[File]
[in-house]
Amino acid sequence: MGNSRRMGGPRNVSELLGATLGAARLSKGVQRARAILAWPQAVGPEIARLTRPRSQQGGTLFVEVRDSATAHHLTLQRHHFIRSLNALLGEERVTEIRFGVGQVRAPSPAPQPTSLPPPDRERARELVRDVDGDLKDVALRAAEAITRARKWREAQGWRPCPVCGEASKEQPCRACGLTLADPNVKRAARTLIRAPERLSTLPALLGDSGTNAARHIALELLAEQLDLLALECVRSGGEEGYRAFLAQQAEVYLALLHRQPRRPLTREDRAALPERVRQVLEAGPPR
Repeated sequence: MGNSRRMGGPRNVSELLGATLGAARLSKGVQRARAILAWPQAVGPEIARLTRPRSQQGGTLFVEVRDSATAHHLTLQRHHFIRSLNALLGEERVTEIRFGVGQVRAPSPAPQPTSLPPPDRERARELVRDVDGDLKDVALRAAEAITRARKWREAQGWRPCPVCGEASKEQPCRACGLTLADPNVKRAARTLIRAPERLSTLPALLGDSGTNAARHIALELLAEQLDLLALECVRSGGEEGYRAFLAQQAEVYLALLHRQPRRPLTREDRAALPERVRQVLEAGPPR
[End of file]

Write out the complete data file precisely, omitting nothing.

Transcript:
[in-house]
Amino acid sequence: MGNSRRMGGPRNVSELLGATLGAARLSKGVQRARAILAWPQAVGPEIARLTRPRSQQGGTLFVEVRDSATAHHLTLQRHHFIRSLNALLGEERVTEIRFGVGQVRAPSPAPQPTSLPPPDRERARELVRDVDGDLKDVALRAAEAITRARKWREAQGWRPCPVCGEASKEQPCRACGLTLADPNVKRAARTLIRAPERLSTLPALLGDSGTNAARHIALELLAEQLDLLALECVRSGGEEGYRAFLAQQAEVYLALLHRQPRRPLTREDRAALPERVRQVLEAGPPR
Repeated sequence: MGNSRRMGGPRNVSELLGATLGAARLSKGVQRARAILAWPQAVGPEIARLTRPRSQQGGTLFVEVRDSATAHHLTLQRHHFIRSLNALLGEERVTEIRFGVGQVRAPSPAPQPTSLPPPDRERARELVRDVDGDLKDVALRAAEAITRARKWREAQGWRPCPVCGEASKEQPCRACGLTLADPNVKRAARTLIRAPERLSTLPALLGDSGTNAARHIALELLAEQLDLLALECVRSGGEEGYRAFLAQQAEVYLALLHRQPRRPLTREDRAALPERVRQVLEAGPPR